La Cage Aux Folles – Bristol Hippodrome REVIEW

012_La Cage Aux Folles_Pamela Raith Photography.jpgNormally I would start my reviews with some an attempt at a witty joke, or a anecdote about a character, but this time it would be just disrespectful to talk about anything before the genuine ‘star of the show’. John Partridge poured his heart and soul into this part and performance. He effortlessly played adorable Albin by day and his diva alter-048_La Cage Aux Folles_Pamela Raith Photography.jpgego Zsa Zsa by night. Partridge’s chiselled face and slim physique meant he pulled off the part effortlessly and I barely recognised him as Christian from Eastenders, and frankly, his talent was wasted in that role. I honestly cannot praise him enough.

Zsa’s Zsa’s performance on the La Cage stage was half full of big brass belting songs and sequins, and half modest stand up comedy that brought around any member of the audience that was unsure. Crude yet witty humour had most of the audience laughing, and few people turning their noses up at the guilty pleasure of childish humour.

His relationship with Georges, owner of the nightclub ‘La Cage Aux Folles’, is heart warming and despite them being unrelatable for most, they had a strong sense of 066_La Cage Aux Folles_Pamela Raith Photographycomfort and familiarity. This production focuses much more on their, and other characters relationships rather than the story, as the film does. The story has been wonderfully written based on the original play by Jean Poiret in 1973 by Harvey Fierstein and Jerry Herman, creating the first ever UK tour of La Cage Aux Folles.

Georges, played by Adrian Zmed, did a good job of his role but I’m afraid either he was massively in the shadow of John Partridge, or I was comparing him to the Robin Williams version from the film “The Birdcage”. He played the father to Jean-Michele (Dougie Carter) well, as well as being painfully cute in his relationship with Albin. His main role was carrying the story of the trials and tribulations when Jean-Michele is desperate to marry the daughter of conservative politician.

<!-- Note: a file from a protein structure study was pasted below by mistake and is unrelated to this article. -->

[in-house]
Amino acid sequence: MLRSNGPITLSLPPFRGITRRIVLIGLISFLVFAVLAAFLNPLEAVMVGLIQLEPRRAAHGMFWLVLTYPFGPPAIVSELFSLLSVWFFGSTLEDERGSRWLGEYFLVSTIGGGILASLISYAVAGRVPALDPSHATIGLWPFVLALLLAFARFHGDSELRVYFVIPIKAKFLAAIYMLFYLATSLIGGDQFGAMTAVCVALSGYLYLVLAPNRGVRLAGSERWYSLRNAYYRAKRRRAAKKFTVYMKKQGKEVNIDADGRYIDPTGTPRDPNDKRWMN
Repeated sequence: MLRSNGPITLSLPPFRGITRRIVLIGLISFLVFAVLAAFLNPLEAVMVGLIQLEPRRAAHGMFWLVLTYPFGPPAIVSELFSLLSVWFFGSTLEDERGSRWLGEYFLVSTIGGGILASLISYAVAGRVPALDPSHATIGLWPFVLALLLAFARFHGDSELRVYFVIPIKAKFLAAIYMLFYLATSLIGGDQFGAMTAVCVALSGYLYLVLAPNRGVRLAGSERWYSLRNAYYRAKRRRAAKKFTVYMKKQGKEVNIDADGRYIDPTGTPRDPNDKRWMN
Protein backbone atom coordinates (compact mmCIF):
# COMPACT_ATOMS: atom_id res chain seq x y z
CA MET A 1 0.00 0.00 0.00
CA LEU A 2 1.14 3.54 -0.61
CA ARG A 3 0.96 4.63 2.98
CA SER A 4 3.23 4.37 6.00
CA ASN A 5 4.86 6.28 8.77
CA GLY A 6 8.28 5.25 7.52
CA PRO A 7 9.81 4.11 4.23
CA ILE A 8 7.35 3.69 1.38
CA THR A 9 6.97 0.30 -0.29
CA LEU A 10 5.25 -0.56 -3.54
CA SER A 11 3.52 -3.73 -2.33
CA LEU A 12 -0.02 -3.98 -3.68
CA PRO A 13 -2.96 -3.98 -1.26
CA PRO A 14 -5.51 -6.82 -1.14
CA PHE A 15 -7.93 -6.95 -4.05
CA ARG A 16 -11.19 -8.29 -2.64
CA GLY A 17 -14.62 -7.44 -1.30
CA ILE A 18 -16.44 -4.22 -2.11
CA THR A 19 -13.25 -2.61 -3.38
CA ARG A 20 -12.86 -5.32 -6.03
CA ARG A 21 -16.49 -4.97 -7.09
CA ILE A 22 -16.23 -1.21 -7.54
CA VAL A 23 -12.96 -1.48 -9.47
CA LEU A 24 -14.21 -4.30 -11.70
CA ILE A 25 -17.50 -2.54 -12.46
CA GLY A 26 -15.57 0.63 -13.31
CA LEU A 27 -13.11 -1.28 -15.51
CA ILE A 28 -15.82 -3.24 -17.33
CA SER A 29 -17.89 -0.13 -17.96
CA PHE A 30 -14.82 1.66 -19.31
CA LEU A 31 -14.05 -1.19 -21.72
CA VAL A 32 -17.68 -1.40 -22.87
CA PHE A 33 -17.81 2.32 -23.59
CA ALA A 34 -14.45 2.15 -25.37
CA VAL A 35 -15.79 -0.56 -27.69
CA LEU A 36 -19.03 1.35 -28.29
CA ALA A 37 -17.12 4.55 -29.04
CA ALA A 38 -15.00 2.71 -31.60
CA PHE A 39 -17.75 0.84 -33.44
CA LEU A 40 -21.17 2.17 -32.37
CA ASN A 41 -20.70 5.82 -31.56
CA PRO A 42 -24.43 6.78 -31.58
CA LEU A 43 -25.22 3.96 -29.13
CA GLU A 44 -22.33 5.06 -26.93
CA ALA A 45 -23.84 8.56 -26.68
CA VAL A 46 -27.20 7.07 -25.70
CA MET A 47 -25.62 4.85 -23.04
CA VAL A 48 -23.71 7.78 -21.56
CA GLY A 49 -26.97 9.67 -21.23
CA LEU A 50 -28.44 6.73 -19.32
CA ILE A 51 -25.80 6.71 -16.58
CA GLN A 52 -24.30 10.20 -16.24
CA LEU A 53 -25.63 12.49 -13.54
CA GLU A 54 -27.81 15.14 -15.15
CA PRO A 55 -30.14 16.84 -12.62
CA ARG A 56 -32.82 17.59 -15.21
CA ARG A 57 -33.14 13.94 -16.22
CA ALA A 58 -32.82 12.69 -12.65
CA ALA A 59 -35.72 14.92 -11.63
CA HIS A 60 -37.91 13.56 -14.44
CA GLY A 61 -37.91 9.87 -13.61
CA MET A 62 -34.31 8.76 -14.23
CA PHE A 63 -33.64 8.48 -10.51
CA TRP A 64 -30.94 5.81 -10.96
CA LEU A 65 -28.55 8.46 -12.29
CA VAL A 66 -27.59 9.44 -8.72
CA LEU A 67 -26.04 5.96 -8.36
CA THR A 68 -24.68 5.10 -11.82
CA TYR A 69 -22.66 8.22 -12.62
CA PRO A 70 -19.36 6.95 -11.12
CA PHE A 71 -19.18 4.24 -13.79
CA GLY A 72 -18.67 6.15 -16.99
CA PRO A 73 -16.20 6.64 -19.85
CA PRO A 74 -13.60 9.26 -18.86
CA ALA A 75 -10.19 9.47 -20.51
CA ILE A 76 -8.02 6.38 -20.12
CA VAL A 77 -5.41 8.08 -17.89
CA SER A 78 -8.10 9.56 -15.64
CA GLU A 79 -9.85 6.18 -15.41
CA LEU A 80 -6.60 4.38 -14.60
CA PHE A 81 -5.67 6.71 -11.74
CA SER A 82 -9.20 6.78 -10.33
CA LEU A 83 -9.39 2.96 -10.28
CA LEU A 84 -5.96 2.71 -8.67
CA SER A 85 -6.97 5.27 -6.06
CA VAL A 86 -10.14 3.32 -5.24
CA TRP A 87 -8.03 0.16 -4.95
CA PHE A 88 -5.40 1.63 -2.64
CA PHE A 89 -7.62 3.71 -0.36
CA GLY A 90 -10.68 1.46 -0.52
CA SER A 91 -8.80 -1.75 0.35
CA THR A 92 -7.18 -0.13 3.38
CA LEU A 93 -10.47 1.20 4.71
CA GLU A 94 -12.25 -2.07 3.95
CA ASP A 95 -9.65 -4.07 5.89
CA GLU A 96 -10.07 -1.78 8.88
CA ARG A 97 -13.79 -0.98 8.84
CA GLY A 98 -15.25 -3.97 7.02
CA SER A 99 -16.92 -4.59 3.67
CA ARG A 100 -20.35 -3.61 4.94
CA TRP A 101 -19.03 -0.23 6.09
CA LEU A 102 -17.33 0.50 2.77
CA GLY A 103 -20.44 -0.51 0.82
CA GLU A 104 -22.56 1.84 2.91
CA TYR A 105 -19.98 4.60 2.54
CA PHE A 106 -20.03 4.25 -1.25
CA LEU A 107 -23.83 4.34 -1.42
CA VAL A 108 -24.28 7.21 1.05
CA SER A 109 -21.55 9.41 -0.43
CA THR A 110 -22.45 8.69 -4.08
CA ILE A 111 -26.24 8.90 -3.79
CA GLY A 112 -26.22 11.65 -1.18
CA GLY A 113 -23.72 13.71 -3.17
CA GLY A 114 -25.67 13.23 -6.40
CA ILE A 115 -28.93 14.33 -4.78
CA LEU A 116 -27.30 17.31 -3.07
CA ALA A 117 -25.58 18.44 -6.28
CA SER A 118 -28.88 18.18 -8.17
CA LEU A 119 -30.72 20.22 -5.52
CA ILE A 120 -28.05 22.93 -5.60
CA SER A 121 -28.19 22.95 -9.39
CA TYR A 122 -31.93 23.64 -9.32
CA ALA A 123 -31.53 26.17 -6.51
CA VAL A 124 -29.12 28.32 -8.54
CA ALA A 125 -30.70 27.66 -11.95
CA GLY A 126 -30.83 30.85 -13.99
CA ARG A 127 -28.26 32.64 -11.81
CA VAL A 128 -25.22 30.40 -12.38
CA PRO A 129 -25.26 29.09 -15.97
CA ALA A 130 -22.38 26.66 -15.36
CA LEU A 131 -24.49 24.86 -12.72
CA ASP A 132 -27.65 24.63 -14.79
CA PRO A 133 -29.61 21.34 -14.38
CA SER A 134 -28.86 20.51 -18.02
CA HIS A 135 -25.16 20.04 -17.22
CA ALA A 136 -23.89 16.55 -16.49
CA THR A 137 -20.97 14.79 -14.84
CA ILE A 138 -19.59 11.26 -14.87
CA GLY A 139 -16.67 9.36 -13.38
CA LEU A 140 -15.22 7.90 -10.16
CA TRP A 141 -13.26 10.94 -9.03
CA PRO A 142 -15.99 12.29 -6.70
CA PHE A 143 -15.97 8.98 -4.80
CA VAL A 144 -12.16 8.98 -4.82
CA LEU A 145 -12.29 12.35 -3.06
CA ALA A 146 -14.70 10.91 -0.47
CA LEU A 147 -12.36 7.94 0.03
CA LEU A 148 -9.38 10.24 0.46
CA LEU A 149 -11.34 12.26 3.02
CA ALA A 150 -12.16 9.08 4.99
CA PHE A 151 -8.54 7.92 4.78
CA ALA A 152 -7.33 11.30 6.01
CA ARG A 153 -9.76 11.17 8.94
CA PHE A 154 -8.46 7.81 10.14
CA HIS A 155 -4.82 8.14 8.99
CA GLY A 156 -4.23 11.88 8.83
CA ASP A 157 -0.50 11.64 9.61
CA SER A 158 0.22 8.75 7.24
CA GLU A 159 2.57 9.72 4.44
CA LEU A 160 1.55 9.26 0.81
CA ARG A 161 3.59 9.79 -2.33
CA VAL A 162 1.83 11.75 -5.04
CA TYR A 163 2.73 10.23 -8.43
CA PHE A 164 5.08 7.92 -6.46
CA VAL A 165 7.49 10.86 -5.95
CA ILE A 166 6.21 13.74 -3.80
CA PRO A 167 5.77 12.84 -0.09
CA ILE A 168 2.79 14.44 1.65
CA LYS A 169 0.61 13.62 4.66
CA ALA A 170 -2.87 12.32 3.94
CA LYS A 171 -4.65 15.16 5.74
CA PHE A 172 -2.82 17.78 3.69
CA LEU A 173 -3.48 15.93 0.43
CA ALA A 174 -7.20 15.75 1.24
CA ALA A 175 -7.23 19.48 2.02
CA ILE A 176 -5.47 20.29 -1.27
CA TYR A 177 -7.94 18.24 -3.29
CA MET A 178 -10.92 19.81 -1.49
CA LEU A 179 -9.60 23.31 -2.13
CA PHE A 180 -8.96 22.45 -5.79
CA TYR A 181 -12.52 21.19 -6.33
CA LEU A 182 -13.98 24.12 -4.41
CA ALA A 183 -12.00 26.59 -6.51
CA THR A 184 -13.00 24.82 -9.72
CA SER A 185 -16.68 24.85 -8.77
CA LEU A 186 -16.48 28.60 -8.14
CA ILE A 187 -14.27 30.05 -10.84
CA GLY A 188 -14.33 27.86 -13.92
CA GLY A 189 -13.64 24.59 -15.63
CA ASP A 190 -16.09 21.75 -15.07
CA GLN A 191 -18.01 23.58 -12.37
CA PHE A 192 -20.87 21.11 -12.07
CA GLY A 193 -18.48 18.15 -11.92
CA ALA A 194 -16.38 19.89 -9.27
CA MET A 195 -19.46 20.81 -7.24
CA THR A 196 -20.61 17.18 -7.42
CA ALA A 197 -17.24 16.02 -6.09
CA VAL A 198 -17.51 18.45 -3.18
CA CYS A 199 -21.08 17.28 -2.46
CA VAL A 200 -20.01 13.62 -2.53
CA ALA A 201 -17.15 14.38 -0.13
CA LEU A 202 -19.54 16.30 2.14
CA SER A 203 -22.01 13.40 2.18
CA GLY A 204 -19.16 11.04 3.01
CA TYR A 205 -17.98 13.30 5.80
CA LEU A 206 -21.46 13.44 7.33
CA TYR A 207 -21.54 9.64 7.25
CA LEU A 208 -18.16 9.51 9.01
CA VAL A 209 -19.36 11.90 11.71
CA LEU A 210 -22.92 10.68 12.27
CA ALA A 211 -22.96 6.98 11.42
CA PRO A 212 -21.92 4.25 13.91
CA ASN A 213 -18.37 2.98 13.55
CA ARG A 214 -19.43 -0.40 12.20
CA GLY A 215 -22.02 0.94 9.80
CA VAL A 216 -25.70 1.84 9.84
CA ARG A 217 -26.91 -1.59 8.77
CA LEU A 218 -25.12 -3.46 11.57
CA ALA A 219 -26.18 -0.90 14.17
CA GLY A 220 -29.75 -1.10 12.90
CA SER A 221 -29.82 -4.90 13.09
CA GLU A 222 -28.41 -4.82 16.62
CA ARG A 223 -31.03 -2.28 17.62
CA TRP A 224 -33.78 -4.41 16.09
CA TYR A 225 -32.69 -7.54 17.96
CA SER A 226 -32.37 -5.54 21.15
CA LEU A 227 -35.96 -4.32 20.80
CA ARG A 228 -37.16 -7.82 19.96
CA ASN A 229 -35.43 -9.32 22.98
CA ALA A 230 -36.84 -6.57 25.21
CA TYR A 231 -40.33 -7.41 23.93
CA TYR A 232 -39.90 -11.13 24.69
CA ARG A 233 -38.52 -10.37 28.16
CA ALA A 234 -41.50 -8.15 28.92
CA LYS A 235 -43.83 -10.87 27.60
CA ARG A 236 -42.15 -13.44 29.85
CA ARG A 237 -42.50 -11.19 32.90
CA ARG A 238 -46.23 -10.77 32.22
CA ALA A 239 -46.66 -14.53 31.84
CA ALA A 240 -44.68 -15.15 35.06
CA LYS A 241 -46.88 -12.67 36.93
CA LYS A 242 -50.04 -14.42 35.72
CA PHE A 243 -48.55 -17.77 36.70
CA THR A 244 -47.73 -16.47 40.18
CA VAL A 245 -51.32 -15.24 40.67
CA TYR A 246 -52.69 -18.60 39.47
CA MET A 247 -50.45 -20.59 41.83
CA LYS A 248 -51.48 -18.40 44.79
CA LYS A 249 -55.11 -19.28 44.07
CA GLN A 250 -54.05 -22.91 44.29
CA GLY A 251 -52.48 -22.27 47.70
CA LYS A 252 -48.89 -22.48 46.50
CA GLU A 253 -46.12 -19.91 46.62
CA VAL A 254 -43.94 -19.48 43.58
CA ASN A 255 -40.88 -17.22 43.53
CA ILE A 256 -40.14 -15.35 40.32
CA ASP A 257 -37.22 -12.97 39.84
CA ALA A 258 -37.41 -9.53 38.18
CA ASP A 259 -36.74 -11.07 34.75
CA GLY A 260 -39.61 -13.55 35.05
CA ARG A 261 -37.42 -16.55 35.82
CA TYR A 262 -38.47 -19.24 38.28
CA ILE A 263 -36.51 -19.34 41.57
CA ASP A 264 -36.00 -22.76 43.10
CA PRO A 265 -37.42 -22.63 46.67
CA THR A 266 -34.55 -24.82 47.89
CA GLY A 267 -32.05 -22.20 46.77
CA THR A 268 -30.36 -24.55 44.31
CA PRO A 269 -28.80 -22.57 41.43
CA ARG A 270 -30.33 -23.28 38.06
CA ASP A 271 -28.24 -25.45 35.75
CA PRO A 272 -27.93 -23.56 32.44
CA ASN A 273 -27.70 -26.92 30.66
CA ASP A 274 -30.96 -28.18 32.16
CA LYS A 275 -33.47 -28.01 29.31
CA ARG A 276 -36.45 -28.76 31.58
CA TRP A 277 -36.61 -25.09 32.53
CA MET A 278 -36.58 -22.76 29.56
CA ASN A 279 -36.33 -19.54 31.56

040_La Cage Aux Folles_Pamela Raith Photography.jpgGorgeous costumes showed off the long elegant legs and feminine lines of the male dancers. To this moment I am still astounded they were men! Choreography and execution of such a high standard I’d expect to see it from a dance troop in the West End. The show girls were the perfect back up to John Partridge during his Zsa Zsa moments.

The cherry on top of the cake was the incredible music. “We Are What We Are” started the evening with a bang and ended with the same level of energy and flourish. The night was filled with a whole host of hit songs and heart wrenching numbers, but you cannot beat that opening number.

A whip-cracking and hair-raising – or shall I said ‘wig-raising’ production by legendary theatre producer Bill Kenwright. I hate to give in and use such a cliches but John Partridge really “tore the roof off”, “stole the show” and “blew me away”.  La Cage Aux Folles is a triumph of a modern musical and as Georges said I left “with more than a folded programme and torn ticket stamp”.

La Cage Aux Folles is at Bristol Hippodrome until Saturday.

Listen to “We are what we are” from the 2010 Broadway Cast: https://www.youtube.com/watch?v=Z4l0NR71G5A

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